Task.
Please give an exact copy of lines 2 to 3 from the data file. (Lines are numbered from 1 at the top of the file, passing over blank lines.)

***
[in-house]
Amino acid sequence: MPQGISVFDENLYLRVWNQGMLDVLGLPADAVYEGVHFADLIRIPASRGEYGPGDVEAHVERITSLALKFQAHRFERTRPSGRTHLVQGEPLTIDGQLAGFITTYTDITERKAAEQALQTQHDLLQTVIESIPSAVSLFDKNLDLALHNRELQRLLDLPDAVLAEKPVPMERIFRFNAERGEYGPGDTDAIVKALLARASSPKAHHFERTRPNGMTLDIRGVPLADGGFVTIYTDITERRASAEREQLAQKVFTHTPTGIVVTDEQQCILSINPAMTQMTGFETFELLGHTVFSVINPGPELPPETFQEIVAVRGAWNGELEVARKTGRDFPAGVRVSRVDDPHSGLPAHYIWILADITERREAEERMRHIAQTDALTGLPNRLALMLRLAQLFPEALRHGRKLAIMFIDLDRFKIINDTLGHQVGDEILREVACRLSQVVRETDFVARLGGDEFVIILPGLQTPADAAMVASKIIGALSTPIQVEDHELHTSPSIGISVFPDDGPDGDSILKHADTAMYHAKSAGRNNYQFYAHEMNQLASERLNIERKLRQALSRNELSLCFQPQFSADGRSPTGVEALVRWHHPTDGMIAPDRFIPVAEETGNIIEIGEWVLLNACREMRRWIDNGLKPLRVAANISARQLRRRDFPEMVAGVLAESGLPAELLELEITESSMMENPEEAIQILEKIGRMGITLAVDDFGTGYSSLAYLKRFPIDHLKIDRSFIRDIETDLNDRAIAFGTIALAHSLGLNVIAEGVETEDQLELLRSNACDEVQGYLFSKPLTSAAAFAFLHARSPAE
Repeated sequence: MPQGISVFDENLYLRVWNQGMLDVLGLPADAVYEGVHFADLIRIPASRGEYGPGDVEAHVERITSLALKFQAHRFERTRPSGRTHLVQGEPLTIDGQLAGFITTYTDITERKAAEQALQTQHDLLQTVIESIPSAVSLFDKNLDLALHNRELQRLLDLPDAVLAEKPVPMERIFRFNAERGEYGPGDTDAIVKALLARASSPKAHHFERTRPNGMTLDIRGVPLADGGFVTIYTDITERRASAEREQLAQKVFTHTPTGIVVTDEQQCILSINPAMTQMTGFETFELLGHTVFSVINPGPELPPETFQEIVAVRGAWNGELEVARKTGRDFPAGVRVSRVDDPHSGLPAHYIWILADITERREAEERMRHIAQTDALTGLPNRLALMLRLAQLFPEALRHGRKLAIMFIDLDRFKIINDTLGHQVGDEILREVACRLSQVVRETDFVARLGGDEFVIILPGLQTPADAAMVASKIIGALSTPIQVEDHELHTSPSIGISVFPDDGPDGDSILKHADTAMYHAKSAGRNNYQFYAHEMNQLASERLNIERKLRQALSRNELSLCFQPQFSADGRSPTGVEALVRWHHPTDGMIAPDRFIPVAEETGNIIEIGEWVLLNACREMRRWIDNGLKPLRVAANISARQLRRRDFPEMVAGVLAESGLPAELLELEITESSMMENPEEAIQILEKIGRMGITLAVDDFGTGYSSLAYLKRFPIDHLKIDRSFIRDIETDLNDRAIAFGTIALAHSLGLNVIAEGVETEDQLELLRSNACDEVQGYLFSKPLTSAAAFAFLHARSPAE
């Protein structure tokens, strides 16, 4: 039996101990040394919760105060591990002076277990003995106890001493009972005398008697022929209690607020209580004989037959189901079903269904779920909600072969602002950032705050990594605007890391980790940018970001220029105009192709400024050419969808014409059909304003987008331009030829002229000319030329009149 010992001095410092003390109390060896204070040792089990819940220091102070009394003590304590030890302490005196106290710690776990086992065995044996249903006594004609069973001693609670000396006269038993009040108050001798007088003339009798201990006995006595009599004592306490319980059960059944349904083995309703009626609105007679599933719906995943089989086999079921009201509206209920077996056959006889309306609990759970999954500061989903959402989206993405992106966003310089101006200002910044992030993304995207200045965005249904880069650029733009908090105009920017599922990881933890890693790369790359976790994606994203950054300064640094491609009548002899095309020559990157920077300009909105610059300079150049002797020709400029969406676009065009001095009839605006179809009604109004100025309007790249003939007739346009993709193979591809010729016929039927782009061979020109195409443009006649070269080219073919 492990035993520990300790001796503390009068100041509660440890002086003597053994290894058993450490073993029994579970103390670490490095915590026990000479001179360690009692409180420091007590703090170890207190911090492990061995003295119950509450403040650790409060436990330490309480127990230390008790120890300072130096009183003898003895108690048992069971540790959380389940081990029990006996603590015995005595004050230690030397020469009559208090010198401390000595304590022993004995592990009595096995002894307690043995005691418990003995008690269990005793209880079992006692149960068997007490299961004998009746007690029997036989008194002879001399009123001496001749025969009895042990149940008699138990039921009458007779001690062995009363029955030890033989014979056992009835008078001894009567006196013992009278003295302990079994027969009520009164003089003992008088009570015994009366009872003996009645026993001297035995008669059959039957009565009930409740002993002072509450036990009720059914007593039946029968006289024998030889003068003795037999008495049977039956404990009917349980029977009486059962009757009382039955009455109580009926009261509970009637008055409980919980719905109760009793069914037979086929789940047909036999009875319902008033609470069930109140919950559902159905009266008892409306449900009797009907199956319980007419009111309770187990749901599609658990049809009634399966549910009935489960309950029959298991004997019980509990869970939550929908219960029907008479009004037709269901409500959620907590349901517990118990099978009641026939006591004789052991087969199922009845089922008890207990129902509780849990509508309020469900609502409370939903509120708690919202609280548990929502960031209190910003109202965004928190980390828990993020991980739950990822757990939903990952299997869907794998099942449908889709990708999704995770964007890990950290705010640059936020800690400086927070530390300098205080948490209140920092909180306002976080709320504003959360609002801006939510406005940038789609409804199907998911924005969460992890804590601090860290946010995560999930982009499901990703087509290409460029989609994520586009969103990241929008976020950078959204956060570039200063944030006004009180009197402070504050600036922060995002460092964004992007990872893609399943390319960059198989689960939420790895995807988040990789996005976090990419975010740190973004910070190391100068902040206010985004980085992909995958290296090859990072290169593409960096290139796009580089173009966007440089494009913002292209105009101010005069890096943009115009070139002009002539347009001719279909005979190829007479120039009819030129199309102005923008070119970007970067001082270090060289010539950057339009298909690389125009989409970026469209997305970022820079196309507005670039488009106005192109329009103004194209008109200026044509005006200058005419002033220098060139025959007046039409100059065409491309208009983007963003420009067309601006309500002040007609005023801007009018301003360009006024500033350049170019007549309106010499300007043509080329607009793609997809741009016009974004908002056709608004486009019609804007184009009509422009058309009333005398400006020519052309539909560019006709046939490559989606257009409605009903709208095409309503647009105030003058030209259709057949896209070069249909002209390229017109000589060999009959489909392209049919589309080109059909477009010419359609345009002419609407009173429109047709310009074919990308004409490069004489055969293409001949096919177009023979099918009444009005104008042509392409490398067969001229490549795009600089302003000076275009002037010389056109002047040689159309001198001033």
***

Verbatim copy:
Amino acid sequence: MPQGISVFDENLYLRVWNQGMLDVLGLPADAVYEGVHFADLIRIPASRGEYGPGDVEAHVERITSLALKFQAHRFERTRPSGRTHLVQGEPLTIDGQLAGFITTYTDITERKAAEQALQTQHDLLQTVIESIPSAVSLFDKNLDLALHNRELQRLLDLPDAVLAEKPVPMERIFRFNAERGEYGPGDTDAIVKALLARASSPKAHHFERTRPNGMTLDIRGVPLADGGFVTIYTDITERRASAEREQLAQKVFTHTPTGIVVTDEQQCILSINPAMTQMTGFETFELLGHTVFSVINPGPELPPETFQEIVAVRGAWNGELEVARKTGRDFPAGVRVSRVDDPHSGLPAHYIWILADITERREAEERMRHIAQTDALTGLPNRLALMLRLAQLFPEALRHGRKLAIMFIDLDRFKIINDTLGHQVGDEILREVACRLSQVVRETDFVARLGGDEFVIILPGLQTPADAAMVASKIIGALSTPIQVEDHELHTSPSIGISVFPDDGPDGDSILKHADTAMYHAKSAGRNNYQFYAHEMNQLASERLNIERKLRQALSRNELSLCFQPQFSADGRSPTGVEALVRWHHPTDGMIAPDRFIPVAEETGNIIEIGEWVLLNACREMRRWIDNGLKPLRVAANISARQLRRRDFPEMVAGVLAESGLPAELLELEITESSMMENPEEAIQILEKIGRMGITLAVDDFGTGYSSLAYLKRFPIDHLKIDRSFIRDIETDLNDRAIAFGTIALAHSLGLNVIAEGVETEDQLELLRSNACDEVQGYLFSKPLTSAAAFAFLHARSPAE
Repeated sequence: MPQGISVFDENLYLRVWNQGMLDVLGLPADAVYEGVHFADLIRIPASRGEYGPGDVEAHVERITSLALKFQAHRFERTRPSGRTHLVQGEPLTIDGQLAGFITTYTDITERKAAEQALQTQHDLLQTVIESIPSAVSLFDKNLDLALHNRELQRLLDLPDAVLAEKPVPMERIFRFNAERGEYGPGDTDAIVKALLARASSPKAHHFERTRPNGMTLDIRGVPLADGGFVTIYTDITERRASAEREQLAQKVFTHTPTGIVVTDEQQCILSINPAMTQMTGFETFELLGHTVFSVINPGPELPPETFQEIVAVRGAWNGELEVARKTGRDFPAGVRVSRVDDPHSGLPAHYIWILADITERREAEERMRHIAQTDALTGLPNRLALMLRLAQLFPEALRHGRKLAIMFIDLDRFKIINDTLGHQVGDEILREVACRLSQVVRETDFVARLGGDEFVIILPGLQTPADAAMVASKIIGALSTPIQVEDHELHTSPSIGISVFPDDGPDGDSILKHADTAMYHAKSAGRNNYQFYAHEMNQLASERLNIERKLRQALSRNELSLCFQPQFSADGRSPTGVEALVRWHHPTDGMIAPDRFIPVAEETGNIIEIGEWVLLNACREMRRWIDNGLKPLRVAANISARQLRRRDFPEMVAGVLAESGLPAELLELEITESSMMENPEEAIQILEKIGRMGITLAVDDFGTGYSSLAYLKRFPIDHLKIDRSFIRDIETDLNDRAIAFGTIALAHSLGLNVIAEGVETEDQLELLRSNACDEVQGYLFSKPLTSAAAFAFLHARSPAE